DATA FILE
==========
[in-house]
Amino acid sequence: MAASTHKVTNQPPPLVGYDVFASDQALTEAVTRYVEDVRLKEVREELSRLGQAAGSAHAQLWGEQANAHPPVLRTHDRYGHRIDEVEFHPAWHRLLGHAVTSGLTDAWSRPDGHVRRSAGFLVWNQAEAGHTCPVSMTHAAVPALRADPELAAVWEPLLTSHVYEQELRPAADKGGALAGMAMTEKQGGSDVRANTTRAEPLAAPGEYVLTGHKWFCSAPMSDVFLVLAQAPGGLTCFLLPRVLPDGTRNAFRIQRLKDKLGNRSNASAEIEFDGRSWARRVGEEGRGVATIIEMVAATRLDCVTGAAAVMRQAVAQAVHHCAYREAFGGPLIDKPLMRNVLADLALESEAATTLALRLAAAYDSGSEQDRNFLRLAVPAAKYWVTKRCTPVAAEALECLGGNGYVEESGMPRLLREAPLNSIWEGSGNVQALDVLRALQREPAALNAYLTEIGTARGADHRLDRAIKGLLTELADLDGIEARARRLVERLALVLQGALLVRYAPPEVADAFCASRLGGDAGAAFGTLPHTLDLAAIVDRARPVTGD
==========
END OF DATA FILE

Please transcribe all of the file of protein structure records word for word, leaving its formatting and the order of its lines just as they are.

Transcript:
[in-house]
Amino acid sequence: MAASTHKVTNQPPPLVGYDVFASDQALTEAVTRYVEDVRLKEVREELSRLGQAAGSAHAQLWGEQANAHPPVLRTHDRYGHRIDEVEFHPAWHRLLGHAVTSGLTDAWSRPDGHVRRSAGFLVWNQAEAGHTCPVSMTHAAVPALRADPELAAVWEPLLTSHVYEQELRPAADKGGALAGMAMTEKQGGSDVRANTTRAEPLAAPGEYVLTGHKWFCSAPMSDVFLVLAQAPGGLTCFLLPRVLPDGTRNAFRIQRLKDKLGNRSNASAEIEFDGRSWARRVGEEGRGVATIIEMVAATRLDCVTGAAAVMRQAVAQAVHHCAYREAFGGPLIDKPLMRNVLADLALESEAATTLALRLAAAYDSGSEQDRNFLRLAVPAAKYWVTKRCTPVAAEALECLGGNGYVEESGMPRLLREAPLNSIWEGSGNVQALDVLRALQREPAALNAYLTEIGTARGADHRLDRAIKGLLTELADLDGIEARARRLVERLALVLQGALLVRYAPPEVADAFCASRLGGDAGAAFGTLPHTLDLAAIVDRARPVTGD